Peru protests: Access to Machu Picchu blocked
The protests against Peruvian President Dina Boluarte show no sign of abating. The Culture Ministry has now closed off access to the ruins of Machu Picchu, the country's most famous tourist attraction.
No way up
Amid renewed heavy clashes between demonstrators and police at countrywide protests against Peru's government, the Culture Ministry has denied access to the famous Inca ruins of Machu Picchu. A statement from the ministry said the move was necessary "given the current social situation in our region."
The ongoing protests in Peru against President Dina Boluarte are increasingly affecting tourism, one of the country's main sources of income. Over the weekend, "418 local and foreign tourists" were evacuated from the area of Machu Picchu due to disrupted rail connections, according to the Tourism Ministry.
Stranded on the streets
Because of the closure of Machu Picchu, more than 400 stranded tourists, 300 of them from abroad, were taken to nearby Cusco, the Peruvian news agency Agencia Andina reported. In view of the bloody unrest, Pope Francis has called for peace and dialogue between the opposing political camps.
Unrest has been simmering for weeks
During protests against the Peruvian government, demonstrators and police have clashed in the capital, Lima. Protesters hurled stones and fireworks at the police, who in turn responded with batons and volleys of tear gas.
A deeply divided country
The protests, the worst the country has seen since the overthrow of autocrat Alberto Fujimori in 2000, show the country's deep division between an urban and economic elite largely concentrated in Lima and the poor rural areas where leftist Pedro Castillo has his power base.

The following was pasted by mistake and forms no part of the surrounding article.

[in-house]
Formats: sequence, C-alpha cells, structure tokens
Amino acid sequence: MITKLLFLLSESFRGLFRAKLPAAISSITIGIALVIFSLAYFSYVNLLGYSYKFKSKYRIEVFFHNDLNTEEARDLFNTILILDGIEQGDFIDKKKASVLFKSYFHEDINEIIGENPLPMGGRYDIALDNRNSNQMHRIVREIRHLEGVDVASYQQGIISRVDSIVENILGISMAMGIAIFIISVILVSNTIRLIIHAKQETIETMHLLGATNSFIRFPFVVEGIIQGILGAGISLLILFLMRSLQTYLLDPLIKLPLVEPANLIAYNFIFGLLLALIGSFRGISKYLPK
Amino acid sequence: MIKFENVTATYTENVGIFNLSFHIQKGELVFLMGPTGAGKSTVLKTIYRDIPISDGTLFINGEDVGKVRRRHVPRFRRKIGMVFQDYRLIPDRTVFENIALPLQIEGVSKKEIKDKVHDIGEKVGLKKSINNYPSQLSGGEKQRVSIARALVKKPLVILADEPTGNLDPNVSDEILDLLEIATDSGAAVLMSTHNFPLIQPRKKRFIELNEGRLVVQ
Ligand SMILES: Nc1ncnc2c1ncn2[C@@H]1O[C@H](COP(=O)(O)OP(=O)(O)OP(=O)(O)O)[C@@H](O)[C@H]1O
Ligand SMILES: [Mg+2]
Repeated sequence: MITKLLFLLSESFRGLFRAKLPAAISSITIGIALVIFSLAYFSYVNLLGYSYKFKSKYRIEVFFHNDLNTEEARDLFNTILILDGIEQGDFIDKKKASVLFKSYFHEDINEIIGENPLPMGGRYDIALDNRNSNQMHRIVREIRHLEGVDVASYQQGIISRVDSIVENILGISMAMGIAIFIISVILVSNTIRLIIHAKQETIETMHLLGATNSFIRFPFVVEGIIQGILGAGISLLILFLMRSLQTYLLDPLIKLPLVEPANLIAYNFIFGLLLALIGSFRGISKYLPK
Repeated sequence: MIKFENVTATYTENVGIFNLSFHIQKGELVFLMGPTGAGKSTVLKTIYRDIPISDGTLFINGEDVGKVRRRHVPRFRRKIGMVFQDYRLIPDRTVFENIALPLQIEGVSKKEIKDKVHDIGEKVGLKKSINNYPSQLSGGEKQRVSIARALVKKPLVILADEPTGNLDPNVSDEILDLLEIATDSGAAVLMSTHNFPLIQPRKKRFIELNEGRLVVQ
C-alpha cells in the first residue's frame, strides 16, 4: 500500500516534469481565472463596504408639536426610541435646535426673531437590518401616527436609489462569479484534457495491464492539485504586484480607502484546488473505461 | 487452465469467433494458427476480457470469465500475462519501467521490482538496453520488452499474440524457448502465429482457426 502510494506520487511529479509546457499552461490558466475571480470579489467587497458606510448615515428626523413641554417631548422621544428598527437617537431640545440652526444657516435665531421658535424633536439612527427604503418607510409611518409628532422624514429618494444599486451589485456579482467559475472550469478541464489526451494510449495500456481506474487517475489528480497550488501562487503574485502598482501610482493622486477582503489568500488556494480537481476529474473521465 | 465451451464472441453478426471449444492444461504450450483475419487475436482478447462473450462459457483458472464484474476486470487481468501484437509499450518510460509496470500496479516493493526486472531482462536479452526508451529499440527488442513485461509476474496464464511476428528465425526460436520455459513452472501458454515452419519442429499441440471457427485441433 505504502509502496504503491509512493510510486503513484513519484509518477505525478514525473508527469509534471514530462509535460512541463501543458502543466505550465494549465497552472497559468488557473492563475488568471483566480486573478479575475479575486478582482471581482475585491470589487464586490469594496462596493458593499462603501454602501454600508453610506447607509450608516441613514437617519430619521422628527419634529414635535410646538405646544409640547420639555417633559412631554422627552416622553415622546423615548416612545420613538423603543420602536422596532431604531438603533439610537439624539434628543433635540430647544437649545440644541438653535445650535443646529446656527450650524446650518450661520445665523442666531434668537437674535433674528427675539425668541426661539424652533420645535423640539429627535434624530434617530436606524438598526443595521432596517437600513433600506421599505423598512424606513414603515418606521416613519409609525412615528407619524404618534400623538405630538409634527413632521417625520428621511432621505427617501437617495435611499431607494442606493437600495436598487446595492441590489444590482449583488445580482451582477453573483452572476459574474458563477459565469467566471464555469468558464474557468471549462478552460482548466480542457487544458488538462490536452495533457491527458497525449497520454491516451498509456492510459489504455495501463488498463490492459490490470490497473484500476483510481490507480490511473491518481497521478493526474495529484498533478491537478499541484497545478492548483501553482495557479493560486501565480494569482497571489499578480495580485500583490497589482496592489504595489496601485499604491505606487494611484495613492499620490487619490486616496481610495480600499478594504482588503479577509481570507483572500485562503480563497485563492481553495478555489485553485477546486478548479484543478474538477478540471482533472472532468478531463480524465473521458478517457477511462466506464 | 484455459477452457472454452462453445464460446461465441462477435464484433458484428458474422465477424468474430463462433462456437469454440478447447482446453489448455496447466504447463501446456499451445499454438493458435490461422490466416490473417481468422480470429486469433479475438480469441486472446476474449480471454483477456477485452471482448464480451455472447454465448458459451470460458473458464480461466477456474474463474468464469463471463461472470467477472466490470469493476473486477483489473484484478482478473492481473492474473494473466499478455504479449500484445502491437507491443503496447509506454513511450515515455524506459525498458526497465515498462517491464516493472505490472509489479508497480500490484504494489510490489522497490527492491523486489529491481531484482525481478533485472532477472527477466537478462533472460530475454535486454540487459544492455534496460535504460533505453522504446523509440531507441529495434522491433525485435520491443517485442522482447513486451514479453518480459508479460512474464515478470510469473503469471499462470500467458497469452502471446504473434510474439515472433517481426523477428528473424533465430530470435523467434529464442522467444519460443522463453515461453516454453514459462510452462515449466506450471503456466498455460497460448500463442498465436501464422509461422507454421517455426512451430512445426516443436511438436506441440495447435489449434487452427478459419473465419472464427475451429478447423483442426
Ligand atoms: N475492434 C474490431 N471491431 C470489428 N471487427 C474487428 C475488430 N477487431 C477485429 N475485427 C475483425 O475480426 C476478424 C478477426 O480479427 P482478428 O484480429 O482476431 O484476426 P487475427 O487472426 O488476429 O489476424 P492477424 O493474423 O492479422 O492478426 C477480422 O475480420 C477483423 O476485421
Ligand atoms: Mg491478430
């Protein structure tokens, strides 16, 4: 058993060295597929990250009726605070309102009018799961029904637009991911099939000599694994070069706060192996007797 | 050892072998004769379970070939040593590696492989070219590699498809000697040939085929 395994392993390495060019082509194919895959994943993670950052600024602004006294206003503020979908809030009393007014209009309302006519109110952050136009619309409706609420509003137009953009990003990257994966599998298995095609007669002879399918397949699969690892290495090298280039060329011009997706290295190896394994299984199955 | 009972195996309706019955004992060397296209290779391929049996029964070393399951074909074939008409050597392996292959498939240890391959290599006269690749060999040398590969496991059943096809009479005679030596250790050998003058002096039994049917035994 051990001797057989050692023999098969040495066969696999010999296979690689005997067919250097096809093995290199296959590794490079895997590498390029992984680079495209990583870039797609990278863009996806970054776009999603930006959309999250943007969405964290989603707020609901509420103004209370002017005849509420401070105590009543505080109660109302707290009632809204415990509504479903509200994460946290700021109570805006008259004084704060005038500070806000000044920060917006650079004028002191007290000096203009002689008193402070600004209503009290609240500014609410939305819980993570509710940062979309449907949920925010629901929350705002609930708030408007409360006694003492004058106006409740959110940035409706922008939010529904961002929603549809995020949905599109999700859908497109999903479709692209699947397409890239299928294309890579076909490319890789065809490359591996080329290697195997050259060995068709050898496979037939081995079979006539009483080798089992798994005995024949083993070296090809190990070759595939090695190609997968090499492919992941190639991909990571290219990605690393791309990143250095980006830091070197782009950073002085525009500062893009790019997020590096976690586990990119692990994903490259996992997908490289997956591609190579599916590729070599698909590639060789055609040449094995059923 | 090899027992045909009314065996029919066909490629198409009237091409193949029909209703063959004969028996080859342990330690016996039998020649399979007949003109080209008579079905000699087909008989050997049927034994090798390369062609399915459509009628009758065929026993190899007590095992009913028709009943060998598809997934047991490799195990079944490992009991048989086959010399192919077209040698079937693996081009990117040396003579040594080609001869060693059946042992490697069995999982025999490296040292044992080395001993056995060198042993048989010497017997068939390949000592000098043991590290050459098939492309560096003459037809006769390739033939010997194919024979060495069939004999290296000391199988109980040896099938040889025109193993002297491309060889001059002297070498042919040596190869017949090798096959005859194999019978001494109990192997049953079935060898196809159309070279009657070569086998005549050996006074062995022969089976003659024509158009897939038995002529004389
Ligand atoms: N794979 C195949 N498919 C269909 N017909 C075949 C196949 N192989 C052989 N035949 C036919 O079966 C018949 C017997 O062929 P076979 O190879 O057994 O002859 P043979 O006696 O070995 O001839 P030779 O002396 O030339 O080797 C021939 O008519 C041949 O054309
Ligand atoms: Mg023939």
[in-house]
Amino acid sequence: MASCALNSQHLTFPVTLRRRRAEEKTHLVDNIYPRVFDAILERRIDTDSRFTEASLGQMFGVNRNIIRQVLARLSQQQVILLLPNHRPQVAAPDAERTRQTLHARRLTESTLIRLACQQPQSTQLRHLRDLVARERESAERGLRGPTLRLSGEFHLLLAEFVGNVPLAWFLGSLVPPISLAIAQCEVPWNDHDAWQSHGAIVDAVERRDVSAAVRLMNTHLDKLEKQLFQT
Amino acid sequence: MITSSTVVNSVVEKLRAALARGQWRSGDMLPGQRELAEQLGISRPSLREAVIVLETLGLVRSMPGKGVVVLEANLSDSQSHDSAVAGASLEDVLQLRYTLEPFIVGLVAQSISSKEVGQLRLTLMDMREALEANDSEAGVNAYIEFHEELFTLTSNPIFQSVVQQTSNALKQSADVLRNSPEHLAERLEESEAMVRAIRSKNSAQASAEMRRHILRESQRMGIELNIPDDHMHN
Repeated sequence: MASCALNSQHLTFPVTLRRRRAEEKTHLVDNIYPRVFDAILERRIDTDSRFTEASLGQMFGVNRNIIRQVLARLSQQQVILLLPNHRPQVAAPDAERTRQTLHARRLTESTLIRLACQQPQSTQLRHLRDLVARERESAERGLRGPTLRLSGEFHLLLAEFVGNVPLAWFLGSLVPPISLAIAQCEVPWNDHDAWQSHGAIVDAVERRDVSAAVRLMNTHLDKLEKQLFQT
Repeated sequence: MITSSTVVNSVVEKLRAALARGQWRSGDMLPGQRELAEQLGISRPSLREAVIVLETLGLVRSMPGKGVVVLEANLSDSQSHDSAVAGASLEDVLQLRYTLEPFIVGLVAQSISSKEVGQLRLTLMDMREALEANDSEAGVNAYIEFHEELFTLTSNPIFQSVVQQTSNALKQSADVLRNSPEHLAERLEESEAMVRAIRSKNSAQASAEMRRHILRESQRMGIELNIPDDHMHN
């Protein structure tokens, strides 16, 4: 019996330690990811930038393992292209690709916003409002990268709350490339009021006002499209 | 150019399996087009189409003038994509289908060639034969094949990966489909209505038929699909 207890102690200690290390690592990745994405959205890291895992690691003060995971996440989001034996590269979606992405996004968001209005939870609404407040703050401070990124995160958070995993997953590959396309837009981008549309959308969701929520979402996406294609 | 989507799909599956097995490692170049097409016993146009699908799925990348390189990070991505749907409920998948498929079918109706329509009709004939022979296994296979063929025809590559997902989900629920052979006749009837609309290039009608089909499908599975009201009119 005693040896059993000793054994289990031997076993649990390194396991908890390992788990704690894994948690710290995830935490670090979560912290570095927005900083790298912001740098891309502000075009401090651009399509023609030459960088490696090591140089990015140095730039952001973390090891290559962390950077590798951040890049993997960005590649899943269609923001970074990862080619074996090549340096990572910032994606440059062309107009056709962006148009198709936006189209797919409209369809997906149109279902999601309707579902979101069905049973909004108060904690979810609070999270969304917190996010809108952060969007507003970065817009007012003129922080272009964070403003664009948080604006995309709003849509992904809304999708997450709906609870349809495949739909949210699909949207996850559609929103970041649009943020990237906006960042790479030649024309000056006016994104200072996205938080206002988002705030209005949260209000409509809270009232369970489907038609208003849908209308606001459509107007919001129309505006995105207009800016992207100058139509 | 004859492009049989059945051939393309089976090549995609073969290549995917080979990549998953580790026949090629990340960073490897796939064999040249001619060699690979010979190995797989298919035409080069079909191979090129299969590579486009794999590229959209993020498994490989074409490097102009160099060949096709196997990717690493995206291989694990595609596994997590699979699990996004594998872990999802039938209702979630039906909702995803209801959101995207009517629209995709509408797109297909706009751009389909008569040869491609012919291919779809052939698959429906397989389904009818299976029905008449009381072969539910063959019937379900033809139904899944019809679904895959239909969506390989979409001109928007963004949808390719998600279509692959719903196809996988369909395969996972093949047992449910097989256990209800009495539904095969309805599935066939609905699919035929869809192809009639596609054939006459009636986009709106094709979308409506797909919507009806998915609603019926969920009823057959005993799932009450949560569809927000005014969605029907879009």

Protesters demand release of ex-president
Thousands of people, including many from remote regions of the country, went to Lima on Thursday under the slogan "Toma de Lima" (Taking Lima). The conflict escalated after elected President Pedro Castillo was removed from office in early December and arrested on charges of attempting a coup. He has been in pre-trial detention since his arrest.
Anger directed at Boluarte
The demonstrators have identified the government of Dina Boluarte as their main opponent, and have loudly called for her resignation. Boluarte, meanwhile, was defiant in a televised speech on Thursday, announcing consequences for those "who want to create chaos and disorder."
Demonstrators want to see Congress dissolved
The demonstrators have demanded the resignation of the head of state, the dissolution of Congress and Castillo's release. At times, the main streets of Lima have been transformed into a pedestrian zone as the massive protests shut down traffic in parts of the capital.
Peru at a turning point?
Demonstrators have repeatedly thrown stones at police barriers, as police responded with tear gas that made most of the demonstrators flee. Pedro Mamani, a student at the National University of San Marcos, told The Associated Press that he sees his country at a "breaking point between dictatorship and democracy."
Police have so far arrested around 200 people in Lima, and the UN High Commissioner for Human Rights has called on the police to show proportionality. So far, more than 50 people have died, most of them protesters. "This isn't ending today, it won't end tomorrow, but only once we achieve our goals," David Lozada said on the sidelines of the protests in Lima.